med center

The Telluride Regional Medical Center has set up sites outside in an effort to separate critical and non-critical visits. Free COVID-19 testing will begin this week in the Town of Telluride at the Telluride Immediate School gymnasium. (Planet file photo)

Though it was a beautiful, warm spring day, local mountain guide Fischer Hazen wasn’t teaching an eager group of spring break clients how to tie in for their first ice climbing experience or taking a carefree ski lap of his own on the mountain. Instead, although feeling healthy, he was waiting in line outside the Telluride Regional Medical Center to be tested for COVID-19. Since Hazen’s father is a first responder, he was part of the first wave of free COVID-19 tests offered by the county late last week to all community members who faced higher risk of exposure to the virus through their profession or family or household members in such professions.

“It was a relatively simple process,” Hazen said. “We showed up to the med center and they had a table outside where we filled out questionnaires with our basic info and any symptoms,” noting that participants were told to bring their own pens and safe distances were marked on the sidewalk by traffic cones. Those with any symptoms were directed to another line, where personnel wearing personal protective equipment assisted them.

“From there it was pretty easy, we just waited until one of the IV stations opened up, and they took a quick blood draw. It was a pretty painless process,” Hazen explained.

As San Miguel County’s public health officials prepare to make the new blood test available to the approximately 8,000 county residents in an effort to gain an accurate and comprehensive picture of the spread of COVID-19 infections in the area, many residents have had questions about what exactly the blood test entails, the company that has developed it, and how the results will be used or help officials flatten the curve.

The developer of the COVID-19 blood test, United Biomedical Inc. (UBI), is a multi-national biopharmaceutical company that has specialized in developing diagnostic kits and vaccines for infectious disease for decades. The company is covering all costs associated with testing. Two members of UBI’s leadership, married Telluride couple Mei Mei Hu and Lou Reese, along with the company’s chairperson Chang Yi Wang, recently formed a COVID-19 focused subsidiary, c19. The new company began developing a blood test for the virus, which screens specifically for antibodies that act as the virus’s unique fingerprint in the bloodstream. Unlike the swab test that’s being used throughout the country, which detects only active infection, the c19 blood test has the ability to detect whether a person has already had the virus, which provides a more comprehensive understanding of how much the virus has already impacted a community, as well as how much of the community is immune to infection.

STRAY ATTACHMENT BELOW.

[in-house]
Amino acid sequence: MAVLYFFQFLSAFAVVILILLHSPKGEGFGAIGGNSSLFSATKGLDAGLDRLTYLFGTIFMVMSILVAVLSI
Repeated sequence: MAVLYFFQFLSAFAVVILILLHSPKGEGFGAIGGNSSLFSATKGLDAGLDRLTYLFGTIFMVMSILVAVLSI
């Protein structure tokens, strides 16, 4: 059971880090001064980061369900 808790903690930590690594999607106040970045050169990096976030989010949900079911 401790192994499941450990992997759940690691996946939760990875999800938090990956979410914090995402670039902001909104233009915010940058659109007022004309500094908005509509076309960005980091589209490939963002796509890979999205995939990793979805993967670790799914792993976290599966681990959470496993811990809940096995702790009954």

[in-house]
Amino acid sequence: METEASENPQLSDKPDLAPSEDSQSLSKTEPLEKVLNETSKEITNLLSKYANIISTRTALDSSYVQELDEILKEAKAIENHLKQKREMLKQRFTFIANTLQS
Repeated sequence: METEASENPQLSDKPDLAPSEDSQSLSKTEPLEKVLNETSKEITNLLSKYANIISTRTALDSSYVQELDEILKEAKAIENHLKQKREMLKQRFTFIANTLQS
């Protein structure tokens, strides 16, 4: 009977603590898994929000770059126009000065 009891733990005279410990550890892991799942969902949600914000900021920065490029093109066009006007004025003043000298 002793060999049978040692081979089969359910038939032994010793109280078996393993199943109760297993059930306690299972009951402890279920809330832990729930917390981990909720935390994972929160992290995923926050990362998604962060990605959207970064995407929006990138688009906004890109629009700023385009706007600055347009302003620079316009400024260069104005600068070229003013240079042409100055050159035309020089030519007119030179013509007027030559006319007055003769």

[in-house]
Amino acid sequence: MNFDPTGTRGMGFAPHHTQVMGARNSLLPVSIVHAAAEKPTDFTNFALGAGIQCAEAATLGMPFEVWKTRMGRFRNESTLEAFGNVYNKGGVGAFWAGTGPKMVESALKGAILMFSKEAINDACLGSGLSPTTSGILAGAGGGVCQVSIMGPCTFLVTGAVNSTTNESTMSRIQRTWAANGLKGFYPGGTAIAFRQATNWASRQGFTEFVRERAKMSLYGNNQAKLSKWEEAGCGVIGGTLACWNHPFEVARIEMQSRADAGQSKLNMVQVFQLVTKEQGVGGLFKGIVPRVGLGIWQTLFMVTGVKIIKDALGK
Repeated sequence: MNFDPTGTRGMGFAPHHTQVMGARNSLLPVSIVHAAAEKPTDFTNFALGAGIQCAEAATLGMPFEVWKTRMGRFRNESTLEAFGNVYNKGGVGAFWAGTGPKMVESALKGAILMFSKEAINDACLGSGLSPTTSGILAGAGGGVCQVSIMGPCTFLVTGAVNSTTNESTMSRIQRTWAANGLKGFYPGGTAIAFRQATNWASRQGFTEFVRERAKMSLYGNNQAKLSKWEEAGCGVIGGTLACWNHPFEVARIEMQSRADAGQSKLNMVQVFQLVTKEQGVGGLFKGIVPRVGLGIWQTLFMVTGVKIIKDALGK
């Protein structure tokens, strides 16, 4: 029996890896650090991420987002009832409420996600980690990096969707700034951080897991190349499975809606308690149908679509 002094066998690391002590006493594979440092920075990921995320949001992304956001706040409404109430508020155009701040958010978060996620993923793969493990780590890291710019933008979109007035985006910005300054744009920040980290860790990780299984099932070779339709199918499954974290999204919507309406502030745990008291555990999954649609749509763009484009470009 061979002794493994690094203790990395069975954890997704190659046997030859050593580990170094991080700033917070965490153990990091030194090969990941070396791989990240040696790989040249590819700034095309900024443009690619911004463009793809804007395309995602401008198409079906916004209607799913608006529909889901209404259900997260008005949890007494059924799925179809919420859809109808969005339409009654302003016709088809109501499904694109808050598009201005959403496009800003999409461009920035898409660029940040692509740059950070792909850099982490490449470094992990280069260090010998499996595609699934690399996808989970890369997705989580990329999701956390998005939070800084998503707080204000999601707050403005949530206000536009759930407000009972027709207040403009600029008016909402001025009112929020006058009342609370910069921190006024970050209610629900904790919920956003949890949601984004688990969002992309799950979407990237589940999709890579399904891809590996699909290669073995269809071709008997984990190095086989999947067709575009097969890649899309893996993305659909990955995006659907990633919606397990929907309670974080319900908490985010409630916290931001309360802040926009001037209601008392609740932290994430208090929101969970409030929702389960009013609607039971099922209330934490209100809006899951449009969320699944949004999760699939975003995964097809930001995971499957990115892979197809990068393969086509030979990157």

A focus group of Telluride School District teachers will be tested today (Wednesday), as officials are still putting together a timeline for countywide testing. The Telluride Intermediate School gymnasium will be the testing site for the East End of the county, while a testing location for the West End was still being discussed as of press time Tuesday afternoon.

“We are grateful to the school for allowing us to take over their space to use for the county's East End testing site,” county public information officer Susan Lilly said. “We wanted a small group of people, so we started with teachers in the district, and we’re working with Superintendent Mike Gass on logistics.”

Opening testing to the greater community depends on how Wednesday goes, Lilly said, as officials will refine their operation, if necessary.

“We want to have our process, supplies and everything as dialed in as possible before we have thousands of people participate,” Lilly said.

Testing is for county residents only, officials explained, and not everyone needs to be tested, mainly children who are 8 years old or younger, and those who are homebound.